Our fiction feature this week is Israeli author Nir Yaniv‘s “The Word of God”!
The Word of God
By Nir Yaniv
Translated from the Hebrew by Lavie Tidhar
The beginning of the end was very simple, but no one suspected it.
Ofer searched through his pockets like a man possessed. ‘A pen!’ he said. ‘My kingdom for a pen!’ and immediately found one, in the pocket of his shirt, and when he returned home discovered that the door refused to open. He couldn’t understand why.
‘This time it will work,’ she said to herself, while waiting at the café for a guy she had never seen. ‘This time it will work out. He will be beautiful, rich, intelligent, nice, considerate, and he will fall madly in love with me. I know it.’
And so it was.
‘I wish I had a shekel for every time you said you’ll be here on time,’ said Uri Schwartz to Rafi, his business-partner. Pop! said something, and a heap of coins materialised around him until it swallowed him whole.
‘I don’t believe it,’ said Rafi. ‘Shit!’
His fate was much worse.
‘Moshe, you stupid lump of meat!’ Shouted fat Nati at his rebellious nephew and Pop! – and in the end, the rest of the family enjoyed a particularly delicate barbeque on the nearest traffic-island.
‘Look Dad,’ said Yoni, ‘Meow! I’m a cat! Pop! Meow! Meow! Meo…’
‘Thank you very much!’ said Rivka Meirovich to her neighbour. ‘What a wonderful cake! You’re simply pure gold!’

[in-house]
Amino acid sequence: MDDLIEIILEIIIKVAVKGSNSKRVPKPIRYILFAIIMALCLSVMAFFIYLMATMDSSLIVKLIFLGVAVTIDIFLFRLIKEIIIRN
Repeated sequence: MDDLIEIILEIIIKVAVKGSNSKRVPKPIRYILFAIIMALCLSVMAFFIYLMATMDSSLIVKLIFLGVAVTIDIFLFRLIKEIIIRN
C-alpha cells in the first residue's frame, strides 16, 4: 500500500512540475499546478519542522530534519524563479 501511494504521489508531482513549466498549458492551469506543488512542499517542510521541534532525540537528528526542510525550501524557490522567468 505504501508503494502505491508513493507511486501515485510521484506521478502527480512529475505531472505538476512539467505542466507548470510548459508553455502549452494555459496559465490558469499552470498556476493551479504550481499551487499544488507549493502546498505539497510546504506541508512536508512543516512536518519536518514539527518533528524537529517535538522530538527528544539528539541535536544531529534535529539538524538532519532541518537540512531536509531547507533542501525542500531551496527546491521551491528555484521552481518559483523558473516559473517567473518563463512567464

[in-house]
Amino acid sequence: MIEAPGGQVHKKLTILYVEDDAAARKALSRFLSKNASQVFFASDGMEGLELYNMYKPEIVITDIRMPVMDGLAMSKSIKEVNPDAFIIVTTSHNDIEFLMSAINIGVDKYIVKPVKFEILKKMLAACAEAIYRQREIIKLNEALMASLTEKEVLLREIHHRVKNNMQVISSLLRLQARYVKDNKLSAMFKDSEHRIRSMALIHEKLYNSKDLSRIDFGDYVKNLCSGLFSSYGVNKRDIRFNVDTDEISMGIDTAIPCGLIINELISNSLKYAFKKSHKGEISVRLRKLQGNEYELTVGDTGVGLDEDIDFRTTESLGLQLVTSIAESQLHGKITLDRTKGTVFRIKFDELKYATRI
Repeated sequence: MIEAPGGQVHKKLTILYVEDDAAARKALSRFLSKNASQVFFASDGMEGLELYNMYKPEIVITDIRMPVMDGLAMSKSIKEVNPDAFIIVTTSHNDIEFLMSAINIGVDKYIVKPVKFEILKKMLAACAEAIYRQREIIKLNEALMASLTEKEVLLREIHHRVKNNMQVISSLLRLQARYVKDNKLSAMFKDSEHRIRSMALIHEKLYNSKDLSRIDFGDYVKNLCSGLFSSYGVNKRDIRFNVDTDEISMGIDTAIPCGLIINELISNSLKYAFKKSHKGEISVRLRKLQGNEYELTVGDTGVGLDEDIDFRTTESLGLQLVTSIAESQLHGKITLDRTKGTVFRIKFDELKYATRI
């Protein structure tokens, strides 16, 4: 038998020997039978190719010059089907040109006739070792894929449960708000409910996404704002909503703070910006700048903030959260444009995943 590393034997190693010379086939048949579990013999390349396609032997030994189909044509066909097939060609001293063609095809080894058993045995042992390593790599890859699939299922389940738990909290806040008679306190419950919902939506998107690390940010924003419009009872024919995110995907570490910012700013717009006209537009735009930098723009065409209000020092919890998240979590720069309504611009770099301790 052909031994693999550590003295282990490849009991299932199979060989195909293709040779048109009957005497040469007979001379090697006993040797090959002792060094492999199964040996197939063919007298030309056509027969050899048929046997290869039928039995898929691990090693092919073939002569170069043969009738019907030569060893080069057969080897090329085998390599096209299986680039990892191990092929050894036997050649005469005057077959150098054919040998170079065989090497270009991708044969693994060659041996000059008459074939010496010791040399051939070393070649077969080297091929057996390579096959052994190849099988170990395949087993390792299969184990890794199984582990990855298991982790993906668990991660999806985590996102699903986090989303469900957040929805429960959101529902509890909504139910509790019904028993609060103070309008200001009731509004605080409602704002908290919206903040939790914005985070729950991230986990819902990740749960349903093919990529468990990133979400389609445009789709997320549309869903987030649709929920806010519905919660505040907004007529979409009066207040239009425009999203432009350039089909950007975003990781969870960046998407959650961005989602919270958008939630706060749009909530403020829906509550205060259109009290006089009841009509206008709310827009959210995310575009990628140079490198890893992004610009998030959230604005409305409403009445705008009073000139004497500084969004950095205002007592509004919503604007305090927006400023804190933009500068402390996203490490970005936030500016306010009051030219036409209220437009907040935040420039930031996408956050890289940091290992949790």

The profit was entirely hers.
‘Yes, you’re wonderful, wonderful, wonderful, yes, yes…’
‘Oh, Rami, yes, more, more, you’re big, you’re huge, you’re great, you’re great…’
It was a mess.
‘Listen to me, and listen good,’ said the sergeant, ‘you’re all a bunch of fucking dicks!’
‘Oh my God!’ said the sergeant.
I am the Lord your God, said the voice of pop gravely, and something appeared – the last thing that the sergeant saw in his life, for no man can see god. Do not take my name in vain!
* * *
The middle of the end was rather complicated, but man was generally occupied with his own affairs.
‘I wish His Honour happiness and wealth, but such as can not be interpreted literally or constitute a form of harm to His Honour or any of his family, friends or acquaintances.’
‘Thank you,’ said the judge to the council of defence, ‘is the defendant ready to have his say before this court?’
‘Your Honour,’ said the defendant and stood up, ‘if you don’t release me right now, I swear I’m going to stand here and say you’re a…’
The court’s security guard shot to his feet. ‘The accused is a stinking dog!’ he roared. And so it was.
‘Thank you,’ said the judge. ‘The council of defence is asked to properly muzzle its clients in the future.’
‘I’m a millionaire!’ Pop.
‘I want all the stinking Ashkenazim to die!’ roared Ya’akov.
Nothing happened. The neighbour from upstairs – an Ashkenazi – continued to play the piano, as if the word of God or man meant nothing to him, and the hour wasn’t between two and four in the afternoon.
‘That stinking Ashkenazi,’ muttered Ya’akov, and suddenly his nostrils were assailed by a terrible, horrible smell. He understood immediately. He stood, smiled the best of his smiles and said, quietly and confidently, ‘I want all the stinking Ashkenazim to die!’
The piano fell silent at once, but Ya’akov will no longer enjoy the silence between two and four. He forgot he had a Polish grandmother.
‘Men are such animals, I tell you…’
‘Look what you did. You’re an idiot!’
‘Look! You turned them into animals! What are you, crazy?’
‘Animals. Funny animals!’
‘Animals! Woof woof!’
‘Ah. Fine, you’re not an idiot. You’re all right. And, ah… you owe me a thousand shekels.’
‘I’m a millionaire!’ Pop.
‘…and men are not animals. They’re beautiful, considerate human beings. And I’m the most beautiful woman in the world.’